Hugh Sharman is the owner of Denmark-based, Incoteco, EU Director for Marketing and Sales at Prudent Energy and the editor of Energy blog, DimWatt. Hugh graduated in civil engineering from Imperial College in 1962.

On 1st May 2011, London-based Renewable Energy Forum recently researched and published a story about the curtailment of Scottish wind farms during a wet and windy April weekend. This story caught the eye of editors at UK and international newspapers because they were compensated to the tune of almost £ one million at rates that seemed excessive.

9345422-300x184.jpg



In fact, compensated wind farm curtailment is a regular feature in parts of Germany where wind and PV power capacity has increased faster than either the distributed or the high voltage networks. An example can be viewed from the web page of distributed electricity operator Eon-Hansa. German renewable energy operators are protected by the Renewable Energy Law (EEG) and are fully compensated for the lost sales of actual power when curtailed, if not at the high level that was used in UK. The fraction of all renewable generation that is being curtailed – or is causing negative pricing in the spot market is now significant. Feed-in tariffs in Germany are subsidized by all electricity consumers. Many of these are already far from happy about rises in their electricity bills that clearly favour a small minority of citizens with such well-protected business interests; they are even less happy about paying for electricity that is not produced at all!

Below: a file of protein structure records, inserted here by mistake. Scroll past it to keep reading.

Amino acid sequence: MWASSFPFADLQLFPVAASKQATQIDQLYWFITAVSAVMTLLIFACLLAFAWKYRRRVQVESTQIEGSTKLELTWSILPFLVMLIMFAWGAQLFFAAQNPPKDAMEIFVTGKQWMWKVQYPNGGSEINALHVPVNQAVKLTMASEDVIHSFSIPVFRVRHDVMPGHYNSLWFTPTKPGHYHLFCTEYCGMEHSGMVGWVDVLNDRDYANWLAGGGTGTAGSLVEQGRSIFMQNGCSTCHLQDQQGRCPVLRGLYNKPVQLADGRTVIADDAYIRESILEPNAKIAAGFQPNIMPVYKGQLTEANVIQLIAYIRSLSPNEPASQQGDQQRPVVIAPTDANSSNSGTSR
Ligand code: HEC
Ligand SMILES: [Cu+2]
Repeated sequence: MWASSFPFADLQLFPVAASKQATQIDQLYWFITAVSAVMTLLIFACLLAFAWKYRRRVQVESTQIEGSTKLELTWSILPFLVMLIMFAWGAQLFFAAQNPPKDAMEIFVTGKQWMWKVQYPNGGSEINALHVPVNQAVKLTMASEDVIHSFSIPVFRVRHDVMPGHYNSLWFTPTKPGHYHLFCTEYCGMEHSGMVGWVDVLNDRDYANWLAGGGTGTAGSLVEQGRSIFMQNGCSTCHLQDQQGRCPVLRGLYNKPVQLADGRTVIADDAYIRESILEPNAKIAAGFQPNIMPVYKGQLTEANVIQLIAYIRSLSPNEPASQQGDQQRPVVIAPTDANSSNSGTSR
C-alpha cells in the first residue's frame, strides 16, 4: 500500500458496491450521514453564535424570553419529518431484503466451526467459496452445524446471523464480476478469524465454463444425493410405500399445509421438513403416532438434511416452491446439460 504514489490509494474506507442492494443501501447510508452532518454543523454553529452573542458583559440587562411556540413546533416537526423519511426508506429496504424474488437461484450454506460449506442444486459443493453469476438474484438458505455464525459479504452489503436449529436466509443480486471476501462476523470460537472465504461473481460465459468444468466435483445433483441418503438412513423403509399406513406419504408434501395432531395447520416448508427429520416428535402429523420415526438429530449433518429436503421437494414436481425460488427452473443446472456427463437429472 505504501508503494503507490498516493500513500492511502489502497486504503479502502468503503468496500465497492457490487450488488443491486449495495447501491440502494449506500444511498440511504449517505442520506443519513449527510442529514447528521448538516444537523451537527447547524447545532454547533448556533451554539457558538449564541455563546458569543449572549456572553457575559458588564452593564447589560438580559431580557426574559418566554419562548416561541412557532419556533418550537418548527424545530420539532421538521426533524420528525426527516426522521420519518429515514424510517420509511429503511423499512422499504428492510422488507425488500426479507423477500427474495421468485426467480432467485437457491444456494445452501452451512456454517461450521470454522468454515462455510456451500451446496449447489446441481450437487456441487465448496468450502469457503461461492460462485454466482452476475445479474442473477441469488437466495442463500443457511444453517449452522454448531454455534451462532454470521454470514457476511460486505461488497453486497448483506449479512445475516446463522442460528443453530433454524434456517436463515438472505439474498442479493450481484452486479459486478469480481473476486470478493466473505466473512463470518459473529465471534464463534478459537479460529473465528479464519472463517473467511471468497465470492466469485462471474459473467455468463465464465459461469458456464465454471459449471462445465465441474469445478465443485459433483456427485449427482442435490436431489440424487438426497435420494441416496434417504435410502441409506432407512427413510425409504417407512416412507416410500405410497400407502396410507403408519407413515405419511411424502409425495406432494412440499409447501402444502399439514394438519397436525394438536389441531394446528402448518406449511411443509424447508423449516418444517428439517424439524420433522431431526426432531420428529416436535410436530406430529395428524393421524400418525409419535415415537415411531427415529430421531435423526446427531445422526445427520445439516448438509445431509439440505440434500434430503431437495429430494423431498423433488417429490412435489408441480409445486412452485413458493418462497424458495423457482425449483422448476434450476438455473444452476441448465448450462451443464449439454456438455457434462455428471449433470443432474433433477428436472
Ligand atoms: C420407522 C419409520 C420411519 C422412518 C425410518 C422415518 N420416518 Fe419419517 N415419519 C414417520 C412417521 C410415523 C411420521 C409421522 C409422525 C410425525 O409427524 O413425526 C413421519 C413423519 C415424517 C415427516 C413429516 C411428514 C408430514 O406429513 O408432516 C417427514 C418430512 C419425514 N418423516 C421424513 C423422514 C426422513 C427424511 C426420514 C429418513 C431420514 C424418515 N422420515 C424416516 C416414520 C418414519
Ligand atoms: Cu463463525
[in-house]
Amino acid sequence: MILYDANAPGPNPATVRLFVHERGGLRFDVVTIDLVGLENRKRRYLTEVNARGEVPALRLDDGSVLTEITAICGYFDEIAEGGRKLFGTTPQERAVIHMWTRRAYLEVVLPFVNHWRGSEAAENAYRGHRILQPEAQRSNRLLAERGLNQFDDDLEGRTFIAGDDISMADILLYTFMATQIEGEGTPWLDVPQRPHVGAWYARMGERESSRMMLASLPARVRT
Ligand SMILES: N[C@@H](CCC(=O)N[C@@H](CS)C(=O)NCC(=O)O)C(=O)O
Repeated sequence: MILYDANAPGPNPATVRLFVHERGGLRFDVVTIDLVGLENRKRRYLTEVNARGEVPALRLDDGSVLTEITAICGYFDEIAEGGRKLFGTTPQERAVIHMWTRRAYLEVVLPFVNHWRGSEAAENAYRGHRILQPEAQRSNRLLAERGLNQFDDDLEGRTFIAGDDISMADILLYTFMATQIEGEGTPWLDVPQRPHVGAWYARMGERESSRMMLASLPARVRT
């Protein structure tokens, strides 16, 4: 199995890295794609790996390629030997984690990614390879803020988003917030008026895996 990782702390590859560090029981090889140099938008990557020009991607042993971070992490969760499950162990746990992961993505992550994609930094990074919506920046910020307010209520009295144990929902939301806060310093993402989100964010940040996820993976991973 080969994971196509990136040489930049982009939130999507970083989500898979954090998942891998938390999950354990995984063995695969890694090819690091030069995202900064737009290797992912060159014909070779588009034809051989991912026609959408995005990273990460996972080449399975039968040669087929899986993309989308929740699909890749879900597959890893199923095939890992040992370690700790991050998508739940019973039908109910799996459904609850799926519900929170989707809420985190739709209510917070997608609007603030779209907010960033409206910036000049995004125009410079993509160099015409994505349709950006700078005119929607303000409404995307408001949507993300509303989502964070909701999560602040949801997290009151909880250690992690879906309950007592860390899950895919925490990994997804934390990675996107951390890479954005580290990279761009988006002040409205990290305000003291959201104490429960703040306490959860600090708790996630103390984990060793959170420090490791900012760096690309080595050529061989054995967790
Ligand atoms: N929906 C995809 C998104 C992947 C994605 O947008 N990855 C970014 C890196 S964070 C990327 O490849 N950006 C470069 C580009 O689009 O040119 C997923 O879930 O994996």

The EEG has been hugely successful in stimulating the growth of renewable energy capacity. At the end of 2010, Germany had 18 GW of PV, almost 28 GW of wind power and about 2 GW of biogas power plants. The EEG is currently being reviewed and it is expected that a new version of the law will be passed during 2012. The purpose of this is two-fold being to continue to nurture the use of renewable energy while reducing the negative impacts of highly intermittent power inputs on the system as a whole and on consumer prices in particular.